Natalie Ogbourne


When we drove away from Yellowstone earlier this month, we went only as far as we could get in an hour and stopped for a couple of days at a resort famous for its thermally fed, all-season, outdoor pool. We expected to relax with our bodies submerged in the therapeutic ninety-eight degree water as our faces braved the mix of cold air and steam which hovered over the pool and permeated the courtyard. We had not planned on the arrival of the eight ladies on a girls’ weekend. They took over the pool’s northwest corner and the fifty of us who remained drifted to the opposite end.

Even from a distance the group was loud and coarse and on the receiving end of muttered derisive comments from some of the people congregated in the packed half of the pool. The atmosphere was tense. People seemed to feel able to do nothing other than tolerate it or leave. While it was warmer than the previous evening’s thirty-five below zero air, people were not inclined to go.

When the least sober member of the group mooned her companions as she exited the pool, I knew that I had to grow up and talk to her or be willing to leave. Just days earlier I had wondered if I had ever been compelled to do anything and here I was, compelled to act. I hopped out of the pool and into the ten-degree air, padded across the heated tile and into the locker room where I told her privately, quietly, and matter-of-factly that I had a teenage son with me who really didn’t need to see her backside.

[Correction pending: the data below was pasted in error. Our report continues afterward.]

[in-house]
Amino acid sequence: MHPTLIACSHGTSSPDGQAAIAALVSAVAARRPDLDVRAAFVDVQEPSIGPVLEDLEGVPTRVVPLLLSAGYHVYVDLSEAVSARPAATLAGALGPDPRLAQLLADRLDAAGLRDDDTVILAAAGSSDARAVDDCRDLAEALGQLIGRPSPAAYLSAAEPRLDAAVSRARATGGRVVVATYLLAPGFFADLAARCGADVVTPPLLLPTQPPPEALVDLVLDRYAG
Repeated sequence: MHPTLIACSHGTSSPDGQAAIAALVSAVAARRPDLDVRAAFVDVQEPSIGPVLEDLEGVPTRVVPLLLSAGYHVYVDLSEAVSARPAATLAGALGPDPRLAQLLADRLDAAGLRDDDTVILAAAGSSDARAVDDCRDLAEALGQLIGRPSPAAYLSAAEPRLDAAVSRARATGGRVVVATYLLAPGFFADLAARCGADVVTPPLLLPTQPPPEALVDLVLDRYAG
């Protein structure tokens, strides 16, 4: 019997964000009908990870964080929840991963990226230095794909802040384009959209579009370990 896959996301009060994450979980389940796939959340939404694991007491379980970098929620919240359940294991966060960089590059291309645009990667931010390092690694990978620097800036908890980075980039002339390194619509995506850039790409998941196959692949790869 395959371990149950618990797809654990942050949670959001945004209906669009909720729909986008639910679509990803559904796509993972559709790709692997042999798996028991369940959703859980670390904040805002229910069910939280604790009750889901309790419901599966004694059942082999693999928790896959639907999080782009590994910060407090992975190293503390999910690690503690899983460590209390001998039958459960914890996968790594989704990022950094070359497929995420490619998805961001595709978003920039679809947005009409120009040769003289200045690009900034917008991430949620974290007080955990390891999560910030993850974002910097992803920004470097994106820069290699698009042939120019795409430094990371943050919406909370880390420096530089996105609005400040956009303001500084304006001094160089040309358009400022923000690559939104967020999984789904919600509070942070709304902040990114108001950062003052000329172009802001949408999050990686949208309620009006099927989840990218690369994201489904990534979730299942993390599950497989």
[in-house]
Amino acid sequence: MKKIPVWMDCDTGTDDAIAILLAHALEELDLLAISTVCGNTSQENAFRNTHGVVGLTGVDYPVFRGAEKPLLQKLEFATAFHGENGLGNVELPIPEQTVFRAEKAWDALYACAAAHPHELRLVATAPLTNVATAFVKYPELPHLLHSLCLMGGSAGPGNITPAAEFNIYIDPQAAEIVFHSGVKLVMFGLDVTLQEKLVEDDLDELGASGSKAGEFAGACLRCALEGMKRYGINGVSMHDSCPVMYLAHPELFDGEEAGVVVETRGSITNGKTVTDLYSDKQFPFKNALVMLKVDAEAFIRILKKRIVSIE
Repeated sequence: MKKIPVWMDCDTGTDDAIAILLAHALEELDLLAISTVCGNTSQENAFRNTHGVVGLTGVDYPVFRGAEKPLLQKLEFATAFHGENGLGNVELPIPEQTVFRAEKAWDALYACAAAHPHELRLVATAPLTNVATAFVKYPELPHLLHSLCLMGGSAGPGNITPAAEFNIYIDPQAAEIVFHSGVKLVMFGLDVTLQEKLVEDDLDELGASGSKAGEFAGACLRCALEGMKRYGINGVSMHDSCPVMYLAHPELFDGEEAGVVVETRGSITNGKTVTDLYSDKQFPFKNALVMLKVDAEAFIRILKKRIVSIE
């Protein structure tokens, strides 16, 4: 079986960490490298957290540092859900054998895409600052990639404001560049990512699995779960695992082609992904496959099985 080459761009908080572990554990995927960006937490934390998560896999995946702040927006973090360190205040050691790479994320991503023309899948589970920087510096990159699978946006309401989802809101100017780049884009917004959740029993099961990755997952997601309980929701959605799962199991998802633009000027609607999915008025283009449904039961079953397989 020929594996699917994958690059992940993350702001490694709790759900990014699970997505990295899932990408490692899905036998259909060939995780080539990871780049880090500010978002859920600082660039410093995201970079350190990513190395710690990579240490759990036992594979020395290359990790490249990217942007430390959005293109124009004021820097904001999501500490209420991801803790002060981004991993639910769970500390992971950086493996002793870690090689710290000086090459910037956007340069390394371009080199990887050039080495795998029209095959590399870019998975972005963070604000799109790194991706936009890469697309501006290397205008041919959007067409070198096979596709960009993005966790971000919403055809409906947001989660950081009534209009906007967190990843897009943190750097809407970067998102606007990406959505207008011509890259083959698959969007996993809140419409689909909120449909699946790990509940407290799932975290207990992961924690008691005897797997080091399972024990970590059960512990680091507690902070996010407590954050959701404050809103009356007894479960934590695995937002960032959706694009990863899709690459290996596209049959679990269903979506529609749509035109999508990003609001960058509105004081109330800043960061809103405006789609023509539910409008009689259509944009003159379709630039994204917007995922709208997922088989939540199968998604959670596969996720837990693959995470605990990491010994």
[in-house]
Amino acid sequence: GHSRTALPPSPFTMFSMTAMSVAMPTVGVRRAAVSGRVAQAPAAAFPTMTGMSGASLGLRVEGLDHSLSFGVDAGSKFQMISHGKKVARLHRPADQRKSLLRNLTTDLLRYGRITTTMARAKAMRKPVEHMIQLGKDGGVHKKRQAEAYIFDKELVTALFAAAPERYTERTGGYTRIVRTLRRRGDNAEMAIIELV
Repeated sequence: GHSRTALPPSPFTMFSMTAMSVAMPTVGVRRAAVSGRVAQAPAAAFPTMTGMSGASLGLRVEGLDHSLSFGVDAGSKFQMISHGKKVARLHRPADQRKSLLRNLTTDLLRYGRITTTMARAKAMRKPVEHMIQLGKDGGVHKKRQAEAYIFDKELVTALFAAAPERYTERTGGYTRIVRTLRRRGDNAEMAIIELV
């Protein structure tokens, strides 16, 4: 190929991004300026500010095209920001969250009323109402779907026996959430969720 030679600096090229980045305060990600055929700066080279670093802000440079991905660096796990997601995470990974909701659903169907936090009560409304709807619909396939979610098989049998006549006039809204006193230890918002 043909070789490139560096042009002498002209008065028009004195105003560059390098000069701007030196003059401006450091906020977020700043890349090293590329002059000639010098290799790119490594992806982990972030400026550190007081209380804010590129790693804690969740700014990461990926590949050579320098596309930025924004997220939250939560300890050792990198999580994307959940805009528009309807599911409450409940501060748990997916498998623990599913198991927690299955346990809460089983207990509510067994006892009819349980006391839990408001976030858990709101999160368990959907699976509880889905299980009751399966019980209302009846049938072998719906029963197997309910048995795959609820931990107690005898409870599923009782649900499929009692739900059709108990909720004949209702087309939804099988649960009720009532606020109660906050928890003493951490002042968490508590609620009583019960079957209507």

I learned a few things during the next few minutes:

  1. Although I see myself as someone who handles neither conflict or confrontation well, it seems that when it was required of me, it was possible for me to deal with it. Well.
  2. Even though I spent the short journey between the pool and locker room contemplating the likelihood that I might get punched out, if that had happened I would have survived. My family (or maybe someone from the pool full of people I was blissfully unaware had watched me head to the locker room) would have come checked on me. Whatever happened, it would have been all right.
  3. One quietly spoken sentence was all it took to change the atmosphere of the whole pool area. The stream of f-bombs dried up, the group subdued itself, and everyone else relaxed and redistributed themselves throughout the pool.
  4. While it’s not always easy, it is right for me as a mom to defend my children’s one short childhood from the thoughtless and uninformed.


What has life been teaching you?

Linking with Emily at Chatting at the Sky.